This intelligence is then delivered through FortiGuard’s subscription services (anti-malware, web filtering, etc.) available for our threat prevention products, including our flagship FortiGate security platforms. And this same Machine Learning is also built directly into many of our customer-deployed offerings to automatically detect previously unknown attacks that may reach the customer ahead of global threat intelligence updates.
It is also a key element of advanced Expert Systems designed to aggregate, analyze, enrich, and alert on threats culled from the large volume of information received from an organization’s IT and security infrastructure, with the option to orchestrate and/or automate response to improve the efficiency of security operations.
These groundbreaking advances in artificial intelligence (AI) enable the automatic prevention, detection, and response to cyber threats that human resources and siloed management platforms are unable to achieve. AI-driven Security Operations enable organizations to not only manage the sprawling collection of security devices they have in place, but also see and protect the data, applications, and workflows spread across thousands or millions of edges, users, systems, devices, and critical applications.
By building AI functionality directly into Fortinet’s security solutions, they can be integrated and deployed across a highly distributed network in a variety of form factors to create a unified and intelligent Security Fabric. These platforms range from ultra-high performance devices designed for hyperscale data centers and architectures, to virtualized platforms deployed as cloud-native solutions in private and public multi-cloud environments.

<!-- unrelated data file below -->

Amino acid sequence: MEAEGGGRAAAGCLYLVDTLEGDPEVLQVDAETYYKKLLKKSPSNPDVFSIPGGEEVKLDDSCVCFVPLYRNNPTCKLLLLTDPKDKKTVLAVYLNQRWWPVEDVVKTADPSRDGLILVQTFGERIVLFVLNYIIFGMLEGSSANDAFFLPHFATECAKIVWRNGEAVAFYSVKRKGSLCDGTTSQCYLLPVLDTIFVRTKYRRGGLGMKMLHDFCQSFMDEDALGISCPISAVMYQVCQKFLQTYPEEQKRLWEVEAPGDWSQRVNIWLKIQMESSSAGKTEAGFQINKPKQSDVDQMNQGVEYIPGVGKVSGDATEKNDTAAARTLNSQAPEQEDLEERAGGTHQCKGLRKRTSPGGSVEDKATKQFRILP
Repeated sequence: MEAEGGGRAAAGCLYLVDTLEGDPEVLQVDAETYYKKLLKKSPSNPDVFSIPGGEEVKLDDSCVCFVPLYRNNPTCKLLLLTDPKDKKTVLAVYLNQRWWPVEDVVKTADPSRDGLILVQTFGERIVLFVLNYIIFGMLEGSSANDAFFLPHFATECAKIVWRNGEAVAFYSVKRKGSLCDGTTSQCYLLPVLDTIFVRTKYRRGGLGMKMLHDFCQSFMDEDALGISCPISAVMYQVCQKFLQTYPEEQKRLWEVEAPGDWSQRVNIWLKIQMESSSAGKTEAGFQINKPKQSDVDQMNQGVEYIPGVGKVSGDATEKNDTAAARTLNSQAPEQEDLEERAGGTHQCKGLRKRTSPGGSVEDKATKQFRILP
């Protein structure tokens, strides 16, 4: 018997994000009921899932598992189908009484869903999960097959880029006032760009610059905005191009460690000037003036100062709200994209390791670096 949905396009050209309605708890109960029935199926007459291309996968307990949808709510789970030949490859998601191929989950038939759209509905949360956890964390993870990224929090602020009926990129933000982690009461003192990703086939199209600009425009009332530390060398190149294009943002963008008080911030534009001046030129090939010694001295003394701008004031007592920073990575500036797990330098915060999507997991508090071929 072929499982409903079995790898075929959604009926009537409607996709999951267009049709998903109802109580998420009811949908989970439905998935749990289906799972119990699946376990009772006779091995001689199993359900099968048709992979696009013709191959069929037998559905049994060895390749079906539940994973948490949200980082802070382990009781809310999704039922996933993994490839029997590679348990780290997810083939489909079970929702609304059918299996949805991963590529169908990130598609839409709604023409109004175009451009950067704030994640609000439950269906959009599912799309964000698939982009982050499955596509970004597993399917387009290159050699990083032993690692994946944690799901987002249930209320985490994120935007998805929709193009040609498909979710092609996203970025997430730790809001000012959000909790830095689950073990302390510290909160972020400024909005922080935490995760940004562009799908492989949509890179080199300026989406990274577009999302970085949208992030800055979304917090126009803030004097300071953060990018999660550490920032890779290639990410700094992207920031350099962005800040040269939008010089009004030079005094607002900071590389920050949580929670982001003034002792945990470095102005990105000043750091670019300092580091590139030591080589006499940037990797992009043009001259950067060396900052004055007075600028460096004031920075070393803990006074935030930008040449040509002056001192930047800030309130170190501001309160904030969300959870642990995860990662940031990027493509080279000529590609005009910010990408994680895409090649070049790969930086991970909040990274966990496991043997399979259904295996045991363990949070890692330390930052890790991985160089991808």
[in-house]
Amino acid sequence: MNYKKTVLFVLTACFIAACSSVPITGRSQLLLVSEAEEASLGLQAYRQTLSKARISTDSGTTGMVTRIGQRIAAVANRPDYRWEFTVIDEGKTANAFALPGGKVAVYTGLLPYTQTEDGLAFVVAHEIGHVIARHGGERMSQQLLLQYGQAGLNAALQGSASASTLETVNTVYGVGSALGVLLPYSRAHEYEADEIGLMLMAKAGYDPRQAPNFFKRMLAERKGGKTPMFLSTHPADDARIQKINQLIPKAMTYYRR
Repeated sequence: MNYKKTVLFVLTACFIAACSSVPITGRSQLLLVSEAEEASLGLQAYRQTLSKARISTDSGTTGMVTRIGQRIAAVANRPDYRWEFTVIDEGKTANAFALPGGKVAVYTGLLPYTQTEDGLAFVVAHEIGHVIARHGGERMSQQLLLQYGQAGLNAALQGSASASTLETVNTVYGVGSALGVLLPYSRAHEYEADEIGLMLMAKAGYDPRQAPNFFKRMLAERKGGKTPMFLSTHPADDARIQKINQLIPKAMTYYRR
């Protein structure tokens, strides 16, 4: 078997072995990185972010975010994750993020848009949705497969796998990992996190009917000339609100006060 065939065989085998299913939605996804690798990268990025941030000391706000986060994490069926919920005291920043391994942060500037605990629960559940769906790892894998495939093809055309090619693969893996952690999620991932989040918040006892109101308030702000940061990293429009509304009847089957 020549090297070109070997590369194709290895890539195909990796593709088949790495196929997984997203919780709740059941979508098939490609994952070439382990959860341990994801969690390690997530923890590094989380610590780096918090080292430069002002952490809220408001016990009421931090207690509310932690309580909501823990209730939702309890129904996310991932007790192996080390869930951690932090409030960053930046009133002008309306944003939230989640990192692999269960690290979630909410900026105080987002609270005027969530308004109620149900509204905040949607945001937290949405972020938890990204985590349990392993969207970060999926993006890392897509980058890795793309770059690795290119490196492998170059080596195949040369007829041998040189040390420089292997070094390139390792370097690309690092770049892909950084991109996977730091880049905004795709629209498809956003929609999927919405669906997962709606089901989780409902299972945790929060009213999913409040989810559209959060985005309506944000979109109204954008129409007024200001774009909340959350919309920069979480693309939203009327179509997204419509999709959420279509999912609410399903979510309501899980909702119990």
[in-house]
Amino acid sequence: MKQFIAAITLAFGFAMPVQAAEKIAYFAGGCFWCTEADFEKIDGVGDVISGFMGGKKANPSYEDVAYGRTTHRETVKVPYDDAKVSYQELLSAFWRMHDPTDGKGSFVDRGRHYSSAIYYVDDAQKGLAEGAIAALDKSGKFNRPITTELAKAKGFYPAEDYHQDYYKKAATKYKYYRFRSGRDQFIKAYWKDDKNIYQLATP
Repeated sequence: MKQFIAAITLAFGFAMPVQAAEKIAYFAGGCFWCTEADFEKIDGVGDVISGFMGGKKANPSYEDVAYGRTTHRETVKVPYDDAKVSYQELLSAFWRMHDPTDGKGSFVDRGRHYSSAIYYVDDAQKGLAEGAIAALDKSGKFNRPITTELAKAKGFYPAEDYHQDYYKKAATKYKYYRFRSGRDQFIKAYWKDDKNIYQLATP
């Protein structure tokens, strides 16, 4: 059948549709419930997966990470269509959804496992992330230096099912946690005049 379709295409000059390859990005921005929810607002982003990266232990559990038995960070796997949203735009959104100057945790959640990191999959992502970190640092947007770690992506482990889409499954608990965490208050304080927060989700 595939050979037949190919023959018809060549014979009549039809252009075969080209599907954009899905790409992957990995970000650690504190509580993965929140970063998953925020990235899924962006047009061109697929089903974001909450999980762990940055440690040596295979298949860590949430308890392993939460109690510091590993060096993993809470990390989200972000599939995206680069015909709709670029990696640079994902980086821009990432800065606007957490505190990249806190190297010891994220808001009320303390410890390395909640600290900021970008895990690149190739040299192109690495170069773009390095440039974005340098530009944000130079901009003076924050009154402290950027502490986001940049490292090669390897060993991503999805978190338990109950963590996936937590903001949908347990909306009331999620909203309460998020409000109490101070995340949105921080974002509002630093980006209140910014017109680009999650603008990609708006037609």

By weaving AI across the network through the Security Fabric, organizations not only enjoy comprehensive visibility and protection across all devices, users, endpoints, and environments. Centralized AI-driven Security Operations can also collect, correlate, and communicate across the security fabric to ensure faster and more comprehensive response and remediation than any human-led effort could possibly provide.
As a result, Fortinet customers benefit directly from the advanced artificial intelligence used in our Labs in their own organizations, enabling their cybersecurity systems to act like human cybersecurity professionals, including threat researchers, security analysts, incident responders, and more. This enables the organization to reduce the risk and potential impact of security incidents by blocking more, detecting sooner and responding faster, while also improving the overall efficiency and cost of their security operations.
By driving Fortinet’s AI-Driven Security Operations and advanced AI technologies deep into the distributed Security Fabric, organizations are able to significantly enhance their ability to detect and respond to threats and adapt security policies and protocols to network and connectivity changes in real time. This, in turn, amplifies and accelerates the services of on-staff threat researchers and data analysts, enabling them to correlate and process threat intelligence in real time, ensuring that they can more consistently and efficiently keep their organization out of harm’s way.